Robert Kuttner has been unmasking the fallacies of neoliberalism for decades. The following are a few excerpts:
The time is overdue to reclaim liberalism, without prefixes, qualifiers, or apologies. My neoliberal friends are right to ask hard questions and to search for creative new approaches. We can certainly debate which strategies make most sense. But that effort needs to begin with a set of clear convictions and a sense of political realism. Liberalism will not gain in persuasiveness by abandoning its past achievements, its key constituencies, or its core ideas.
—The Poverty of Neoliberalism, 1990
The market solution does not moot politics. It only alters the dynamics of influence and the mix of winners and losers. The attempt to relegate economic issues to "nonpolitical" bodies, such as the Federal Reserve, does not rise above politics either. It only removes key financial decisions from popular debate to financial elites, and lets others take the political blame. ... There is no escape from politics.
—The Limits of Markets, 1997
Tempering the excesses of the market requires public outlays and regulations. Yet if the world is one big free market, capital tends to avoid nations that impose burdens on it. Moreover, as the founders of the postwar financial system at Bretton Woods grasped, leaving currency values and capital movements to financial speculators leads to competitive devaluations and deflation.
—Constraining Capital, Liberating Politics, 1998
One of the most touchingly innocent syllogisms of neoliberal economics holds that we optimize economic outcomes by letting market forces allocate resources; then if we don't like the distributive result, we redistribute from winners to losers after the fact. Lovely, but who are "we"? It comes as a revelation that winners actually resist redistributing some of their (presumably earned) winnings to losers, who are, after all, losers, and that winners enjoy substantial political power.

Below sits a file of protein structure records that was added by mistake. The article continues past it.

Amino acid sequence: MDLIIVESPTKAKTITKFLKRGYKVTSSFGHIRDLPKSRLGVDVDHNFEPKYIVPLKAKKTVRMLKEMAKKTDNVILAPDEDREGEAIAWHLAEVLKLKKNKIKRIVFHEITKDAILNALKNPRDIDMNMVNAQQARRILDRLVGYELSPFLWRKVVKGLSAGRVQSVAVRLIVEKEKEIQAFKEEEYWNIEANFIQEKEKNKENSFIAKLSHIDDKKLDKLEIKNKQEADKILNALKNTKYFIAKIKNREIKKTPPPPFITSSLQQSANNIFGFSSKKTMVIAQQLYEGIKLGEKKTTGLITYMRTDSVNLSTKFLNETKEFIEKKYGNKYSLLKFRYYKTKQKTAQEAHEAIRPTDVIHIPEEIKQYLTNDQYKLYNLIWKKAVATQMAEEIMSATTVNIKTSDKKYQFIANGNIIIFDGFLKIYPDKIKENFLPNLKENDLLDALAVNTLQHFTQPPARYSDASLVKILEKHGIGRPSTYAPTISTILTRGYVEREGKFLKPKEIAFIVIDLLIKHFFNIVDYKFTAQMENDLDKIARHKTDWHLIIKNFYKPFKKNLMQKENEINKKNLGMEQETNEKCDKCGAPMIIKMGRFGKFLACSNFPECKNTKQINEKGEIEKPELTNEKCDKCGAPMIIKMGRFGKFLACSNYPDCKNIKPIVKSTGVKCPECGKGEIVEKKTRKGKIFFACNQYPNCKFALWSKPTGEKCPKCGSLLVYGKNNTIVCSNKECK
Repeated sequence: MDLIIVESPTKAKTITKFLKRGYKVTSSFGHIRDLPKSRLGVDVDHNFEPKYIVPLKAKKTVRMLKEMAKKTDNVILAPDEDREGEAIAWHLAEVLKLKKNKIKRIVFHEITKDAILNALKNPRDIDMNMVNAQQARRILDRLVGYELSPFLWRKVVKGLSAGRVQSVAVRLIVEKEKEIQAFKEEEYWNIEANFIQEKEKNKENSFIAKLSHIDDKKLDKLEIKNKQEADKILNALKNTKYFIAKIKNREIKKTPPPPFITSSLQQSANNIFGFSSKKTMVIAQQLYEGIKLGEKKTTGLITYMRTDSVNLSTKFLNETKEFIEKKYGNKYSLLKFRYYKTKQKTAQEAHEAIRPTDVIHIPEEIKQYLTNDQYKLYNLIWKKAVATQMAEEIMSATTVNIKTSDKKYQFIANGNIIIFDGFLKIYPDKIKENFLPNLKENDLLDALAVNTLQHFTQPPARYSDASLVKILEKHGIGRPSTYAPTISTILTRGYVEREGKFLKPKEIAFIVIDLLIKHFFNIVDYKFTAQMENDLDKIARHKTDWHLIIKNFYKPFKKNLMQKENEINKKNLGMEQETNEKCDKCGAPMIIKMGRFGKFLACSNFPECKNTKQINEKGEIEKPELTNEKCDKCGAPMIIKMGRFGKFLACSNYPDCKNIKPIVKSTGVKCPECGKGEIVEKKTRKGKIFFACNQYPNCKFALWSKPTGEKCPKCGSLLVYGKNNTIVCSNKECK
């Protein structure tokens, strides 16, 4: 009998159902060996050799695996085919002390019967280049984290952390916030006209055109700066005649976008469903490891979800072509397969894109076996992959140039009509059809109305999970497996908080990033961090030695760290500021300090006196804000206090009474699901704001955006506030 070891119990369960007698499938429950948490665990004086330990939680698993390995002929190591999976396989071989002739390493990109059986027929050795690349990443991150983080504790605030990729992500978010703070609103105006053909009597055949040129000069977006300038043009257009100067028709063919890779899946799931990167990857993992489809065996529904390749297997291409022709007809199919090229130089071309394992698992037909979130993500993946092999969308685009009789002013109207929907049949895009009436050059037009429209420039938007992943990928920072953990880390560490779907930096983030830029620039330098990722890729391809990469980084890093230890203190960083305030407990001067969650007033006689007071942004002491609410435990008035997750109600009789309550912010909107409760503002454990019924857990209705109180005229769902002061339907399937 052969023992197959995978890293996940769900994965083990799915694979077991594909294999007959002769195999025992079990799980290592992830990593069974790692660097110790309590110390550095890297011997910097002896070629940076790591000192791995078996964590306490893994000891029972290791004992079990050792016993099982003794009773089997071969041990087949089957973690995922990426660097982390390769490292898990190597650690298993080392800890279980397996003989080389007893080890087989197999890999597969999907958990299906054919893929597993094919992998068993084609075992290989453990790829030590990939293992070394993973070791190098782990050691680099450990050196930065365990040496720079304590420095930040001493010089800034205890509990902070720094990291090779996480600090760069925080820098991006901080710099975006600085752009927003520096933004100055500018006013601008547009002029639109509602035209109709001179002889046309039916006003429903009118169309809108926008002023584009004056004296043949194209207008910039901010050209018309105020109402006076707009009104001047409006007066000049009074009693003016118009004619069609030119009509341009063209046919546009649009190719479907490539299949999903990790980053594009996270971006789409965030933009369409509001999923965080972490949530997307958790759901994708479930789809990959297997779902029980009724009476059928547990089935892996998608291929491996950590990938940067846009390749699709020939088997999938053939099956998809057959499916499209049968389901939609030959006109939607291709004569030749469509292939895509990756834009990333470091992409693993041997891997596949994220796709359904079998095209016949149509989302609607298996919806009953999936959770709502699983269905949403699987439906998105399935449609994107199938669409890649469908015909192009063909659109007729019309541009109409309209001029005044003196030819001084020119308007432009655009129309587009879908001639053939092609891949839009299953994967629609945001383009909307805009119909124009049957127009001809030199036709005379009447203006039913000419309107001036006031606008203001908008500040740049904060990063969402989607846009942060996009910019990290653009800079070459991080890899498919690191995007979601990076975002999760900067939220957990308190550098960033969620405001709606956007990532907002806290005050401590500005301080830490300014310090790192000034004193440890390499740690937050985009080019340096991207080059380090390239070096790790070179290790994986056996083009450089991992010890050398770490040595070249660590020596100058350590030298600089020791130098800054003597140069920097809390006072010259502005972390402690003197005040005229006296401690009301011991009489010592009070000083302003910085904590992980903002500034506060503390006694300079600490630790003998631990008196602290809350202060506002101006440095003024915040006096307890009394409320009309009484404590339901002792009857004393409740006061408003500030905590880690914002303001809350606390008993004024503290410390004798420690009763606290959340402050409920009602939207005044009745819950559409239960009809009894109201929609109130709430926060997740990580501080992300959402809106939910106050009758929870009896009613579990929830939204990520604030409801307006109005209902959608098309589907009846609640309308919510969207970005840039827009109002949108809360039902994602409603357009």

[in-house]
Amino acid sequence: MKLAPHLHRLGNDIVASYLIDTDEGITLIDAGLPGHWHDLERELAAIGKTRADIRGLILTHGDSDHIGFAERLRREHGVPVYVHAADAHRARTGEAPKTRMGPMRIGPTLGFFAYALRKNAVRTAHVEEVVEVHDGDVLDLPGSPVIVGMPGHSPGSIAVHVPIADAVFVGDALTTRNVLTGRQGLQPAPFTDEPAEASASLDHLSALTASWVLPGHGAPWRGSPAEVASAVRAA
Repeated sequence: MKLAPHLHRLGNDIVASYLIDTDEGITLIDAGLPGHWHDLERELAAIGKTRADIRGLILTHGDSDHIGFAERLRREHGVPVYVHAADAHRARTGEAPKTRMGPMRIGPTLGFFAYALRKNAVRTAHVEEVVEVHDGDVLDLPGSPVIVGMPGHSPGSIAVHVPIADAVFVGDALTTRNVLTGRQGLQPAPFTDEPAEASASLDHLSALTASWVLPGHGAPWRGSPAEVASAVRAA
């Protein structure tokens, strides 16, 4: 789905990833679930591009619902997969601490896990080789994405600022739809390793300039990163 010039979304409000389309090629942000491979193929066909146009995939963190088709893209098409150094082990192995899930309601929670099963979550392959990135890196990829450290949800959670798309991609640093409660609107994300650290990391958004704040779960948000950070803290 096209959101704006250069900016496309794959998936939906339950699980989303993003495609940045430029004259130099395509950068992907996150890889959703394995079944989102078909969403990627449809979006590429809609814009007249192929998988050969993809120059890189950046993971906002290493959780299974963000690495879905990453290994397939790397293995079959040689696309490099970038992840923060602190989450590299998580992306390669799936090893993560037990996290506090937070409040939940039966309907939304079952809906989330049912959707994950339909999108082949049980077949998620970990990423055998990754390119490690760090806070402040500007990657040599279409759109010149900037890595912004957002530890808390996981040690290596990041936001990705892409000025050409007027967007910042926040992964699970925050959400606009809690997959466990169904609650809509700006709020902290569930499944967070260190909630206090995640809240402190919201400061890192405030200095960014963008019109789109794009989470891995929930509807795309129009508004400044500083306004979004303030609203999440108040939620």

—Why Liberals Need Radicals, 2001
By the late 19th century, periodic financial panics and depressions menaced both society and the market system. This got displaced into nationalism, culminating in World War I. The European Union's austerity follies are recapitulating the perverse policies of the 1920s and inviting the same brand of know-nothing backlash. In the upcoming elections to the European Parliament, voters disgusted with the failure of politics to remedy the prolonged recession are poised to deliver big gains to nationalist far-right parties. In Polanyi's beloved Budapest, where he and Ilona are buried, the right already governs.
—Karl Polanyi Explains It All, 2014